Ile-a-Vache – Parting Shots

Morning DockExploring Ile-a-Vache was an inspiring way to take out the old year. The Ocean Trader crew made a handful of new friends on this small tropic isle in Haiti. We enjoyed fancy dinners at various resorts and mingled with the international holidaymakers, but we also embraced the opportunity to cook and eat with genuinely friendly islanders that invited us into their home. When you make a friend in Haiti you have a friend for a lifetime. Of special note was a mountainside dinner prepared under kerosene lamps, using a charcoal pot stove and aided by a bucket full of iced-down Prestige Beer. We brought the beer and our Haitian host provided everything else. We sat on makeshift seats in the yard looking down on the Baie a Feret, which was nicely illuminated with an almost full moon. With a cooling Southeast breeze keeping the insects at bay, everyone pitched in where they could as dinner was being prepared.  The menu was simple and delicious.  There was rice and peas, creole chicken and sauce served with yams, fresh tomatoes and avocado, macaroni gratine, homemade bread and blan manje.   A Blue Tooth portable speaker was paired to several iPods. We owned the mountain with endless Zouk music and laughter. Photos include a private dock as photographed in the early morning light, a beach house and the other side of life on Ile-a-Vache: opulence and manicured lawns. Very nice.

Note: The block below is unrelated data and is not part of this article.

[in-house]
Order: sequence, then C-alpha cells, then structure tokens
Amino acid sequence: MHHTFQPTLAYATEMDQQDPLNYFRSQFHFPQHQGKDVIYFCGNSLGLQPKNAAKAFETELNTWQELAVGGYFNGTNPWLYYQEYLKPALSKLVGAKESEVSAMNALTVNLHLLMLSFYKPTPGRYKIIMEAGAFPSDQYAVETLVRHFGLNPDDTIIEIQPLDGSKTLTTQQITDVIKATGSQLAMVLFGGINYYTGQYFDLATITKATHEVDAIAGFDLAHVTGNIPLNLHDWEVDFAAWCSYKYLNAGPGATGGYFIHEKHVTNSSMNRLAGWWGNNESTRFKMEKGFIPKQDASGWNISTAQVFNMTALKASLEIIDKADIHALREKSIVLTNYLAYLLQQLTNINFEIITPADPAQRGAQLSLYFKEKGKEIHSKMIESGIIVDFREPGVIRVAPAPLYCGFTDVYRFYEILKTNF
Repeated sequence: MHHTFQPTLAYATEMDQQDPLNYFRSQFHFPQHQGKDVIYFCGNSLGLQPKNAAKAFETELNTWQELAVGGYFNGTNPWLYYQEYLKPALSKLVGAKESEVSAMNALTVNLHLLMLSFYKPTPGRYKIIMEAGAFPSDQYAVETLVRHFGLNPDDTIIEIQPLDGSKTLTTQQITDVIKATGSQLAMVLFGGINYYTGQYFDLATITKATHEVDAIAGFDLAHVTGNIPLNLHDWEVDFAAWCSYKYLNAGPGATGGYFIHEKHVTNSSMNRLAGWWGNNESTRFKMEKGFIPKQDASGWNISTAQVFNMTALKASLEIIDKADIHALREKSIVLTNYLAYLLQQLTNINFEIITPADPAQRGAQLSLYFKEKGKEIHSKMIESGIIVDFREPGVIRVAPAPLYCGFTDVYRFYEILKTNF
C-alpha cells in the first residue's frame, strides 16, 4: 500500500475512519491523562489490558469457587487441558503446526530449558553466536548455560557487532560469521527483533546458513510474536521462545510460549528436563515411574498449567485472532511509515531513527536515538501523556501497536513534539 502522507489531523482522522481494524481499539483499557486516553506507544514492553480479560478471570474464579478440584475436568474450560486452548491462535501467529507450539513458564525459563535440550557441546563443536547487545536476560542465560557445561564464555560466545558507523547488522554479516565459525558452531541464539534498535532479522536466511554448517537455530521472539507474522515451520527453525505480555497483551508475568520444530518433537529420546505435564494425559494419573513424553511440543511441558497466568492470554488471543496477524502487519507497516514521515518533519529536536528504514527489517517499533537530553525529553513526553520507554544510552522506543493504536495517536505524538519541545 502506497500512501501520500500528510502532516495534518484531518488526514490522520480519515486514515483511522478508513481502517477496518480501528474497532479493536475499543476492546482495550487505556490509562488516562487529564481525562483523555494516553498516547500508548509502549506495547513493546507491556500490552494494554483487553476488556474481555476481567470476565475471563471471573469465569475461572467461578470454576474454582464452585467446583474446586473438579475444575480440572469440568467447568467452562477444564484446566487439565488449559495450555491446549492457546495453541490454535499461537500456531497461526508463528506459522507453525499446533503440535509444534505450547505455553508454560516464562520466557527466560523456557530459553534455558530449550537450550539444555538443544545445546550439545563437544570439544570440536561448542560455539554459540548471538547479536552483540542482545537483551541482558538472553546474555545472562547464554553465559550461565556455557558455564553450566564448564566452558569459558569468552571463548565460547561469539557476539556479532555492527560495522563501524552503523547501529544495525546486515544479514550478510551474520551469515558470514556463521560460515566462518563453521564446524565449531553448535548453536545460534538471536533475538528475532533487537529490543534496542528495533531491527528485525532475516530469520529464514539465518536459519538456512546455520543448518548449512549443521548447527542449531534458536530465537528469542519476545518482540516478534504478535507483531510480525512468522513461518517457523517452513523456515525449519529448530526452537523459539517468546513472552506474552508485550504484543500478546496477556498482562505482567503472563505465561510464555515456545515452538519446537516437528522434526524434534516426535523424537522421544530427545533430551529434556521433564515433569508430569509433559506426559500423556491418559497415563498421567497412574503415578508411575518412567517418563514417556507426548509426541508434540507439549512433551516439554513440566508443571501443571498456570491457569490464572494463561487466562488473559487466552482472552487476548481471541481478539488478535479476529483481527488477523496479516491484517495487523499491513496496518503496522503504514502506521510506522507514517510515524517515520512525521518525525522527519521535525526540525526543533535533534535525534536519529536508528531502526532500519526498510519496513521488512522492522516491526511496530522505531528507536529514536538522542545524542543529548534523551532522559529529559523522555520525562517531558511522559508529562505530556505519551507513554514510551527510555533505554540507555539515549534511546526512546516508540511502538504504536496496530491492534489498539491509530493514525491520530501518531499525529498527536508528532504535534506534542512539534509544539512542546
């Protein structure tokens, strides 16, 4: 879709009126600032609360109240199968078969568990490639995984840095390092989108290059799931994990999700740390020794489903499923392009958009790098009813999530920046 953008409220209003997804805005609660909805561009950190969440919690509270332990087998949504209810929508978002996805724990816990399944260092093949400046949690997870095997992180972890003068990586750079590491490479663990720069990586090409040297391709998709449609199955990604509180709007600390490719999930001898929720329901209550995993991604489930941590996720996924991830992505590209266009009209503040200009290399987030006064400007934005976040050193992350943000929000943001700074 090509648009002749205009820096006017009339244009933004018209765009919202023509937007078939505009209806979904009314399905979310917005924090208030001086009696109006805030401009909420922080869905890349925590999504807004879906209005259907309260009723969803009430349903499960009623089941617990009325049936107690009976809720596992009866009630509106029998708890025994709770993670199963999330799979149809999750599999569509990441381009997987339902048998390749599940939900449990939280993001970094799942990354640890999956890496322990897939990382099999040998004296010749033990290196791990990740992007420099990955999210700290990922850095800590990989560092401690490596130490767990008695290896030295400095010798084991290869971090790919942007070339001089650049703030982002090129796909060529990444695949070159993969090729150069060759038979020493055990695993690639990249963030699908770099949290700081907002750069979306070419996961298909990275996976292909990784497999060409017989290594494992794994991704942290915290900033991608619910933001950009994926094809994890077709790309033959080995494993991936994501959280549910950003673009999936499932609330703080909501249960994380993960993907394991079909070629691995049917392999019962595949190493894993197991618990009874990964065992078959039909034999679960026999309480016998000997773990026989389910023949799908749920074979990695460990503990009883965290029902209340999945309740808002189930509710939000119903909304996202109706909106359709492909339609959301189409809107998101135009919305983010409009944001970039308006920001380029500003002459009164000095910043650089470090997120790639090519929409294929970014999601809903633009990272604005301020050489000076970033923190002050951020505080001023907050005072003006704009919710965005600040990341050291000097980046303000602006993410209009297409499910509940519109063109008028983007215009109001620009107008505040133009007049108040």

(All Photos on are © copyrighted)



  1. This part of Haiti sounds very attractive. I wish there were camping grounds or an Eco lodge. I like the idea of everybody walking. Thank you for the fotos.

  2. Delores says:

    That dinner must have been nice! The photos are delightful.

  3. Bentley F. says:

    What an unusual Haiti story. It doesn’t match the corporate media picture of dire and unavoidable hopelessness in Haiti. I wonder how the Haitian Americans feel about the bad PR. Most people are not sharp enough to realize that much of what we are offered on TV is propaganda. Stories like this really gets you wondering what it would be like to visit other parts of this interesting country where there are no groveling crowds of beggars.

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